Wizzo for bikes!

I went out on the bike today and it was great! I cycled round some of my normal walking routes, through the woods and visiting Henrietta’s pond, then over the golf course and down past the substation onto Totteridge Common, round by the rugby club, through the allotmints and back along the brook. The bike stood up very well to the stony, rutted, hard-baked mud trails and a lot of shaking and bumping. I think it is likely that I will break before the bike does.

The only annoying bit, predictably, is having to ride on the road and being hassled by car drivers. You have two choices as a cyclist:

  1. Ride practically in the gutter so that cars can pass you, while you’re bumping over drain covers and colliding with incautious pedestrians, being squeezed and scraped by huge vans and lorries. This is dangerous as you are invisible, both to people overtaking you and to people waiting at side junctions. While riding past parked cars there is a constant risk that someone will blindly open their door and put you in hospital.
  2. Take a commanding position just to the left of the centre of the lane. This forces motorists to consider you as something to be overtaken, rather than simply squeezed past. They have to wait until there is actually room to overtake, which is much safer, but clearly infuriating to drivers as they roar past at one million revs, honking and gesticulating.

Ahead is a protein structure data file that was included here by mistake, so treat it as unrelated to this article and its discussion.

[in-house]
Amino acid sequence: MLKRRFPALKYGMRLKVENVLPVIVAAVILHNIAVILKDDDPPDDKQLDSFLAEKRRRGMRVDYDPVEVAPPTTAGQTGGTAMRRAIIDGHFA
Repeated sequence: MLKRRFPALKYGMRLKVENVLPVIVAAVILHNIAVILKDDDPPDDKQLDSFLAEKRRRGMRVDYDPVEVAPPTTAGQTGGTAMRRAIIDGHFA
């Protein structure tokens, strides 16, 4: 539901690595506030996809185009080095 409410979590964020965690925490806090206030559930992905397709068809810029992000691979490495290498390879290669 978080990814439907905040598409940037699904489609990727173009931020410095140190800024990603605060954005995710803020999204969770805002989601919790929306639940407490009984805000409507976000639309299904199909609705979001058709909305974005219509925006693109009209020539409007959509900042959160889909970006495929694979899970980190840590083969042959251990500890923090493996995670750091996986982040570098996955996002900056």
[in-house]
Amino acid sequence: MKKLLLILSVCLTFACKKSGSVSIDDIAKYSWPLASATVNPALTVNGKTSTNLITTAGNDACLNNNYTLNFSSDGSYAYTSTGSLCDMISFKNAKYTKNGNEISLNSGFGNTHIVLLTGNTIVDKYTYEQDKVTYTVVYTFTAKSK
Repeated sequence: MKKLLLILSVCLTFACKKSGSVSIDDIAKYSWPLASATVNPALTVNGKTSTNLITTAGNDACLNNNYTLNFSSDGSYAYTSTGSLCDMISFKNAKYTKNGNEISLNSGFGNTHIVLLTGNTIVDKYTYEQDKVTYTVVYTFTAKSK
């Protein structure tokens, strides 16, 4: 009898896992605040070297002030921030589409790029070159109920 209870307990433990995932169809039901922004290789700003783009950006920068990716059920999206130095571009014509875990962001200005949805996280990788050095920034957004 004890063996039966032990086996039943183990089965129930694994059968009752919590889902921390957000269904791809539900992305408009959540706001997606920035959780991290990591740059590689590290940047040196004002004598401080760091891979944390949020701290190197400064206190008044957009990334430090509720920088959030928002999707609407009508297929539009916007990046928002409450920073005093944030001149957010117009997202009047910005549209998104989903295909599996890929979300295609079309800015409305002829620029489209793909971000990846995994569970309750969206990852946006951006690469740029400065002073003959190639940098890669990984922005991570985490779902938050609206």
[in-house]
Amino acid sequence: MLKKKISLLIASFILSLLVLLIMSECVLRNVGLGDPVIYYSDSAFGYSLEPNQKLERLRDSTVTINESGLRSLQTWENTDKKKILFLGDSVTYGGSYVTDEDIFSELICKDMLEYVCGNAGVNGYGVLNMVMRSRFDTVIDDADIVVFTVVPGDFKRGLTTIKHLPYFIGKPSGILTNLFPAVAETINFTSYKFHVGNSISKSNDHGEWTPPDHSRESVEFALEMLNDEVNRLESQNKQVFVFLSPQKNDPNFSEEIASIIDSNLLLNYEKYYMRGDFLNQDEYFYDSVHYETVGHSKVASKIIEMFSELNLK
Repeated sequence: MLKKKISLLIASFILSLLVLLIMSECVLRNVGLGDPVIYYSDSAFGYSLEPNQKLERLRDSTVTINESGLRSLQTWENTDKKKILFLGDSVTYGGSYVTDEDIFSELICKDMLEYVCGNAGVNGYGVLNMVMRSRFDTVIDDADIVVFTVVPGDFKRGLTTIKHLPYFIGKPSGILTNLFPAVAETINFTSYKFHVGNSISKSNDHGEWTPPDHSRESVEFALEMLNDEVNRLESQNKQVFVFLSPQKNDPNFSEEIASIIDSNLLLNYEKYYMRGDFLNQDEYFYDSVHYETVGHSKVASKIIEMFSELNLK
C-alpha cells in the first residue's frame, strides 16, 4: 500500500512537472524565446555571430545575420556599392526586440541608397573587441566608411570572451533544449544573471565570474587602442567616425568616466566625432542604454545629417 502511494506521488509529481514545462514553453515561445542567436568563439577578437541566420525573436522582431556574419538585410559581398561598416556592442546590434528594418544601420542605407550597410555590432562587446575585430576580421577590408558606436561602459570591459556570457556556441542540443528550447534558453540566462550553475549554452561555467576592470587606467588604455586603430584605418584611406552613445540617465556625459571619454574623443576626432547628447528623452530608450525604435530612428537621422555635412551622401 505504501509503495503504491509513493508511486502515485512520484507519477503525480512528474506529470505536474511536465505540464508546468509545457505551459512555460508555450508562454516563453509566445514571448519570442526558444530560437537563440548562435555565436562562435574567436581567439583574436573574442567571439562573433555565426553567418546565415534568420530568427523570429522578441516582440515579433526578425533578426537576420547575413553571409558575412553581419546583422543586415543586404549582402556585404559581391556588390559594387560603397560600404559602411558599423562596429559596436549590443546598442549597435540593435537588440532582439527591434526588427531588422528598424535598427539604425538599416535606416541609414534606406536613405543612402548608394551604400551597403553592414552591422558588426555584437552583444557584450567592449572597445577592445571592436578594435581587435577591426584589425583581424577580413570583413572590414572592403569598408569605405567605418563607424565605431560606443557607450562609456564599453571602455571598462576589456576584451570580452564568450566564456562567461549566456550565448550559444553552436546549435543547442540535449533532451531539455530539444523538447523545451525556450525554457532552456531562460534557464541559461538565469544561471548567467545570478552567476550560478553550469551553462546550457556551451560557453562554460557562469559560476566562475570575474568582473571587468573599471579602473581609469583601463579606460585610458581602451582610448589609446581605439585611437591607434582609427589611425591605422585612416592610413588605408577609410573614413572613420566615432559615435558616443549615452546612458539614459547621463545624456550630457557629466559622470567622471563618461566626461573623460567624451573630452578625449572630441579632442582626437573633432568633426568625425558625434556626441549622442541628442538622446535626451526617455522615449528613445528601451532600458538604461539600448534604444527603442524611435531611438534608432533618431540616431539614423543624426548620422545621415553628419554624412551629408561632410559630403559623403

I’ll take a few honks, to be honest. I’m rather baffled at the fury that cyclists seem to engender in the average driver, but it’s better than being invisible. The curious thing is that when I’m driving I have absolutely no problem dealing with cyclists. I keep well back until I’m sure that I can pass them safely leaving plenty of room, and then I overtake smoothly and efficiently. What I don’t do is edge closer and closer to the cyclist’s back wheel, hoping to intimidate them into moving over, or falling off. I’ve never found myself delayed by being behind a bike - in fact, they’re usually strolling past me while I fume impotently in a long traffic jam. Perhaps that’s what some drivers find irritating.

I was curious about what the Highway Code says about road positioning for cyclists. Apparently, nothing at all - other than such helpful advice as not to carry things which might affect your balance, such as grandfather clocks, or fridges.

Wikipedia says “In the 1960s and 1970s it was common for novice cyclists to be instructed to ride as close to the nearside kerb as possible. It is now understood that this encourages dangerous overtaking, by acting as a tacit invitation to overtake and by giving a false impression of the amount of space a cyclist needs. Modern practice places the cyclist much further into the traffic stream.”

I do not remember what they told us when I did my Cycling Proficiency but it is probably irrelevant as that was in 1868. Keithlard’s cycling advice is to ride where you need to for safety, and tough luck for any cars behind.

I do not know what you think.

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